Background

Background

Find out more about the Life Skills course.

Main modules

Find the main modules here.

Support modules

Find supporting modules here.

Recipes

Recipe ideas.

Certificate

Certificates for pupils.

This BNF Food Life Skills course comprises:

  • A Teachers' guide;
  • 13 main modules and 6 support modules (as Microsoft PowerPoint presentations);
  • 39 recipes;
  • 12 BNF Food Skills Videos (in Quicktime);
  • Certificates for pupils.

 

The course has been developed to be flexible, enabling you to dip in and use those modules and resources that best suit and support what you want to achieve with your pupils.

The course modules are provided as a series of presentations to enable you to:

  • Pick and choose those modules relevant to your school;
  • Customise them to better suit your own circumstances;
  • Use them as a template to develop additional modules of your own;
  • Use them on an interactive whiteboard;
  • Print them as booklets to give to your pupils;
  • Print them in A4 or A3 format to produce a display in the classroom;
  • Cut and paste content into your own worksheets;
  • Provide them to students for interactive study.

  

All BNF Food Life Skills resources can be accessed from this website. It is a good idea to download this guide, the modules, videos and the recipes before you start. Then you will have all the essentials that you need to get started.  The resources can also be purchsed on CD, to order your copy, click here.

Checklist

? It is surmised that you have already recruited a group of young people to take part in your cooking course. Details for setting up a cookery club can be found in the Food in Schools Toolkit.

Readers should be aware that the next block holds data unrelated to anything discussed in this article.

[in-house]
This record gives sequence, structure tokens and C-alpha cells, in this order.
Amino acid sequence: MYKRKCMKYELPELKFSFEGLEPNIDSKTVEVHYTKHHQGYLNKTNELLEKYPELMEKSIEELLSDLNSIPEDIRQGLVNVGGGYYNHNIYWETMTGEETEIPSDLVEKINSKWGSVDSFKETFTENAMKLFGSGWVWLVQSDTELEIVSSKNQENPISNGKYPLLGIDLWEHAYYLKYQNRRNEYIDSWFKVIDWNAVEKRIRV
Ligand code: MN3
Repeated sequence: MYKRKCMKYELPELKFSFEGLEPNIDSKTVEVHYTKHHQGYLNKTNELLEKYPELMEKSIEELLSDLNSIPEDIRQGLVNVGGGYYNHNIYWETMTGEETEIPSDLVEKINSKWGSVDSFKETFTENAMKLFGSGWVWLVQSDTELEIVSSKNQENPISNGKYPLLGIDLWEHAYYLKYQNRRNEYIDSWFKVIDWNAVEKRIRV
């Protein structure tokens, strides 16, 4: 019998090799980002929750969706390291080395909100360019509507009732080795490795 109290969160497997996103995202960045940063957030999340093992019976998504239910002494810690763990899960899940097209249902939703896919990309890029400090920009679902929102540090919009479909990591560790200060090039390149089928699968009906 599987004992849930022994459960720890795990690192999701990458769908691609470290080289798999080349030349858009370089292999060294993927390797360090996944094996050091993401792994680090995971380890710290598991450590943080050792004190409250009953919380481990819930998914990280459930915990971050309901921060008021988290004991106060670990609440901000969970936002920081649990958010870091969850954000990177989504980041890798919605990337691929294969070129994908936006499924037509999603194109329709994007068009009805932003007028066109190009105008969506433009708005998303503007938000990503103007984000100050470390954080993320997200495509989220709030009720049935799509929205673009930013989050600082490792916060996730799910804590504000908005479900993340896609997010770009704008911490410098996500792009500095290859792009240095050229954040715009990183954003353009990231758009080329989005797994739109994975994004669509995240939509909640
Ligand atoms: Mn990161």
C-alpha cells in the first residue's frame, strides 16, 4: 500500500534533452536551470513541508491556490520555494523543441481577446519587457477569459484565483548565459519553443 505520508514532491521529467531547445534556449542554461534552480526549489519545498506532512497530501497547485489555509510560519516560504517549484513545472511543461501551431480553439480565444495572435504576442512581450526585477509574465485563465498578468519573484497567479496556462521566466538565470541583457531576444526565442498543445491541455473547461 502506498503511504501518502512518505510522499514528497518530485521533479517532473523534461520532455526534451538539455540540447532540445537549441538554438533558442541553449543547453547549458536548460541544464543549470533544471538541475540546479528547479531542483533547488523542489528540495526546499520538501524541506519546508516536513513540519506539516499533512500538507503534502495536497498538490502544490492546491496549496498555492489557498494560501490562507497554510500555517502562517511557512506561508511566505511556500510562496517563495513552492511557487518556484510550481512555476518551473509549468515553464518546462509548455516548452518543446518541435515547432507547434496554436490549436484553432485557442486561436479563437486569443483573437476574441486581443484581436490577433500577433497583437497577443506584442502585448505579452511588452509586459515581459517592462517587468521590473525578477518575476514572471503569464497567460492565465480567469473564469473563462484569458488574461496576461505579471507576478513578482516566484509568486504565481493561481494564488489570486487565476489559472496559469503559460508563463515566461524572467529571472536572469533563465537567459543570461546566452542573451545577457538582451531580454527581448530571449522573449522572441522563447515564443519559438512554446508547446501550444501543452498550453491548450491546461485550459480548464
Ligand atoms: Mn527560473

? Decide which modules you want to use. Plan the length of your course, along with which modules and recipes you are going to include.

? Ensure that a suitable cooking room is available, along with the necessary equipment. Decide how ingredients are going to be provided and secure funding or decide a charging policy. Shopping lists are available in the main modules for each week.

? At the start of each cooking session, show the main module to the young people, perhaps on an interactive whiteboard. Allow time for questions and answers. This is a good time to set the scene and go through your expectations, e.g. plan of action/behaviour. You could show/demonstrate key skills, e.g. use the BNF food videos.

? Pass round the recipes for the module. Go through each recipe - highlight any areas of potential misunderstanding. Remind them of the plan of action, i.e. which recipe to start first.

? Allow the young people to cook. Go round and help. You could have the PowerPoint presentation for the module being constantly displayed, particularly the ‘plan of action'.

? As the young people are cooking you may wish to demonstrate key skills, e.g. making shortcrust pastry or lining a tin or chat about healthier eating. Use the information in the main (or support) modules to help.

? Check the time frequently - are the young people keeping to plan? Remind them of any time targets they need to meet.

? At the end, get the young people together to look at what they have cooked. If possible, get the young people to eat together. Ask them to explain what they thought of the experience and the dishes prepared.

? Talk about the next session. You will need to organise shopping.

? Invite members of staff, Governors and other community representatives to some of the sessions. Promote the cooking sessions widely.